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Despite stalled growth in China, Brazil and Russia, a wave of newly middle-class travelers from the BRICs and beyond will start visiting international destinations in the coming decades — dwarfing the numbers we’ve seen thus far.
Events don’t bring immediate benefits, but if managed correctly they can help create a tourism infrastructure that can be used for years to come.
The World Cup will give Brazil’s sluggish economy only a modest boost, if at all, although it should improve the country’s reputation for business and tourism, despite construction delays and fears of social unrest, a Reuters poll found.
The month-long tournament will probably add just 0.2 percentage points to Brazil’s economic growth this year, according to the median of 116 estimates in a global sample of economists polled this week.
Such a small fillip will not be enough to lift Brazil’s economy out of its four-year-long malaise.
Brazil’s GDP is expected to grow just 1.7 percent this year, according to a weekly central bank poll, less than a quarter than the breakneck 7.5 percent pace in 2010, when the World Cup last took place, in South Africa.
Pessimism over economic benefits from hosting a World Cup contrasts with early government forecasts accounting for the arrival of 600,000 foreign tourists and massive investments in airports and public transportation – many of which have not been completed.
Brazil will also host the 2016 Olympic Games in Rio de Janeiro, though preparations for that event are also behind schedule.
The World Cup tournaments in South Africa and Germany as well as the London 2012 Olympics offered evidence that economic gains from hosting major sporting events are usually overestimated. Brazil should be no different.
“Most of the World Cup impact is already behind us,” wrote UBS economists Guilherme Loureiro and Thiago Carlos.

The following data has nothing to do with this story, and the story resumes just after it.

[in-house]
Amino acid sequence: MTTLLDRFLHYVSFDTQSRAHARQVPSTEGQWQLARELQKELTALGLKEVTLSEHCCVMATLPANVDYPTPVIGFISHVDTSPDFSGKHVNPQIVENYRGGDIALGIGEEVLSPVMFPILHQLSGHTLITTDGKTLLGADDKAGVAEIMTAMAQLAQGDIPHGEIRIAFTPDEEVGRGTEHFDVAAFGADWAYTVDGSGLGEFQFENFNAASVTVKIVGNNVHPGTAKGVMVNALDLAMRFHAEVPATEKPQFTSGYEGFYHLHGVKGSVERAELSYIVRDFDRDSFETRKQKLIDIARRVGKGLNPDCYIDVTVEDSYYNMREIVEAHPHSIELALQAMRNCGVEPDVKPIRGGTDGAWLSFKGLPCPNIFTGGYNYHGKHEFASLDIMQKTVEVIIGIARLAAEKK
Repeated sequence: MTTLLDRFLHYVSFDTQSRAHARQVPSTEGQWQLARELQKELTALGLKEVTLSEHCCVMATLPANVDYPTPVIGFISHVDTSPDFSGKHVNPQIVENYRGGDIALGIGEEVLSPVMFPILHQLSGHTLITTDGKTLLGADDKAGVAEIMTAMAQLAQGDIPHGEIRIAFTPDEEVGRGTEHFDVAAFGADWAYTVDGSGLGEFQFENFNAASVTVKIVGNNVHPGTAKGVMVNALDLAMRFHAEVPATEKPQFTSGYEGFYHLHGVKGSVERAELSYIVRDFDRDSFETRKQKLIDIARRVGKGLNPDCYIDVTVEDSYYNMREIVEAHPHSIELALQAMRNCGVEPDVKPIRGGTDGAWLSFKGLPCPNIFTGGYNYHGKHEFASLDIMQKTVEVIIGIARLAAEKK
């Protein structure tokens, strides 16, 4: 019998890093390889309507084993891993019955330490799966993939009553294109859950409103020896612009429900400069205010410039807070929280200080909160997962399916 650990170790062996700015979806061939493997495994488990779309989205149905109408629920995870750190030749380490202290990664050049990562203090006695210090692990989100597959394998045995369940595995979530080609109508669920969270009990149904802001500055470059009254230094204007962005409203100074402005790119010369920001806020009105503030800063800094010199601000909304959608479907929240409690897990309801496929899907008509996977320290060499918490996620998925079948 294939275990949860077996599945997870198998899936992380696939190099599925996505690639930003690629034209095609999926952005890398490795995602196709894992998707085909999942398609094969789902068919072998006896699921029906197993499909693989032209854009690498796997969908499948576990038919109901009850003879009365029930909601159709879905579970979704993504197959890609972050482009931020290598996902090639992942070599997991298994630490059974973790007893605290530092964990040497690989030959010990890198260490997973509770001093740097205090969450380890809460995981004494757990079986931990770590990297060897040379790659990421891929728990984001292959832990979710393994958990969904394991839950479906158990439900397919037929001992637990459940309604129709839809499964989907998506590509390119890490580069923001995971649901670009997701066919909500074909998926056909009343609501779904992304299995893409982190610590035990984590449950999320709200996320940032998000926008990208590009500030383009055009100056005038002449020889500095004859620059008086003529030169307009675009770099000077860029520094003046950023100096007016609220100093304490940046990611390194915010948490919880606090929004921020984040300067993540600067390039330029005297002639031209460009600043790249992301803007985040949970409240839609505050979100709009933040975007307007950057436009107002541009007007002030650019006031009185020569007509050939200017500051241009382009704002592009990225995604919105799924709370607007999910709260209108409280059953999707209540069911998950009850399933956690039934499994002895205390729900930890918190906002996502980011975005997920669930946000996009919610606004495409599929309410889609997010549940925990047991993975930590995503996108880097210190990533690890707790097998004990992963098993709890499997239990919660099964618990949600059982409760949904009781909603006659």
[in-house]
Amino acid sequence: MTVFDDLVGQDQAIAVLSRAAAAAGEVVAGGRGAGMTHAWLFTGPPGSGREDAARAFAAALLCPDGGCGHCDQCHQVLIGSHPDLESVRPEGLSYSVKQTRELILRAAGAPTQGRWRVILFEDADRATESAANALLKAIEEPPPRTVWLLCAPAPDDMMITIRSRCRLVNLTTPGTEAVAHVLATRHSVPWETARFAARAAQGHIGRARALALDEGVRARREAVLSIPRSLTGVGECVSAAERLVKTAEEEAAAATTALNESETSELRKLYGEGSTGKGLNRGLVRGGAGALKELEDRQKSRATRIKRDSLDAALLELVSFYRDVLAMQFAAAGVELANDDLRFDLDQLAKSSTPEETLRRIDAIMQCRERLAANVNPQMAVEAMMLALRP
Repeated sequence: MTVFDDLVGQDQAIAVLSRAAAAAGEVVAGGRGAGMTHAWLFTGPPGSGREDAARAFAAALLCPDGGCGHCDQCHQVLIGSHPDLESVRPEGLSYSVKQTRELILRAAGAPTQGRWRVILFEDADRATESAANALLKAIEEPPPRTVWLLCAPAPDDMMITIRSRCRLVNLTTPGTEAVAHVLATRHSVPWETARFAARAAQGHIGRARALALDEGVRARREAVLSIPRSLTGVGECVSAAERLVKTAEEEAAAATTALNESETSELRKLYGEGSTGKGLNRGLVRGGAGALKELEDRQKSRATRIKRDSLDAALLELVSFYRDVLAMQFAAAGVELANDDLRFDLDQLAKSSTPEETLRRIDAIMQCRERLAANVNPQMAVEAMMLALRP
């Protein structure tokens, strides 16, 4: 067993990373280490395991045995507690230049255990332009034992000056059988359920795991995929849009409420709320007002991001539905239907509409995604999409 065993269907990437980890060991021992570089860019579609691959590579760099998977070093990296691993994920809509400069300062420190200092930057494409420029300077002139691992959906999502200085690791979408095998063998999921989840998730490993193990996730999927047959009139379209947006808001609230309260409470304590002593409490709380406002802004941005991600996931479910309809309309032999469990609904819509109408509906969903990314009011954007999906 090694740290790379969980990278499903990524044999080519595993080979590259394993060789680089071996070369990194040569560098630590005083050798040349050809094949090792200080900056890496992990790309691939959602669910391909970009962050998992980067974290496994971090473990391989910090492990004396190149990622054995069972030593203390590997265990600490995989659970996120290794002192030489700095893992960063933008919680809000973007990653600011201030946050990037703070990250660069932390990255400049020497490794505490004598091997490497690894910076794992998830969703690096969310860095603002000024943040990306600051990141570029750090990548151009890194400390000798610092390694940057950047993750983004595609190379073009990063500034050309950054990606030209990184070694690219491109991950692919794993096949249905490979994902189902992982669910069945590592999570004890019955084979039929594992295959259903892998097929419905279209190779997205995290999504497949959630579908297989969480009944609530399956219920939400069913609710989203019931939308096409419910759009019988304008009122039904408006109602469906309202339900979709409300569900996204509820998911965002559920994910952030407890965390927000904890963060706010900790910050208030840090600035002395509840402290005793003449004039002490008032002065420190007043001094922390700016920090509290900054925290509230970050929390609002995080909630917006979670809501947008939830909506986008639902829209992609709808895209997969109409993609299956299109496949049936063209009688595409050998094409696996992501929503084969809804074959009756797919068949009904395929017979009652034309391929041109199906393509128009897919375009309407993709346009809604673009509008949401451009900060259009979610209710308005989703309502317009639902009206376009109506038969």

A similar Reuters poll calculated that the World Cup would only add about 0.3 percentage point to South Africa’s 2010 economic growth. That turned out to be roughly correct, as estimates by Citi economists after the fact put the impact at 0.3-0.5 percent on 2010’s second-quarter growth.
There are some signs that the economy might even take a hit. For example, there are still plenty of available hotel rooms in host cities, even in Brazil’s financial capital, Sao Paulo, which will host the opening match.
Airlines see demand for flights in June and July falling instead of rising, as business travelers reschedule to avoid the period, and retailers fear public holidays in some cities for Brazil’s matches could shut stores and hurt sales.
“Most of the local houses, including ourselves, are not including any effect of the World Cup in our growth scenarios,” said Marcelo Kfoury, Brazil chief economist with Citi.
Despite disappointment over the economic benefits of the World Cup, Brazil is still in a good position to win the trophy, the same economists said in a separate poll featuring their soccer forecasts.
The event is also likely to open some doors abroad for Brazil, despite fears that massive demonstrations could disrupt the tournament.
Thirty-three out of 117 respondents said the Cup would improve Brazil’s reputation among businesses, tourists and investors in the long term, while 19 saw a negative impact. The remaining expected a neutral effect.
“The negative publicity generated by massive protests, police crackdowns, and images of falling cranes and half-built stadiums will partly be offset by what is likely to be a successful football tournament against all the odds,” said James Lockhart Smith, an economist with Maplecroft.
(Click here for poll on financial analysts’ forecasts on World Cup results: ) (Polling by Siddharth Iyer and Kailash Bathija; Editing by Ross Finley and Toby Chopra)
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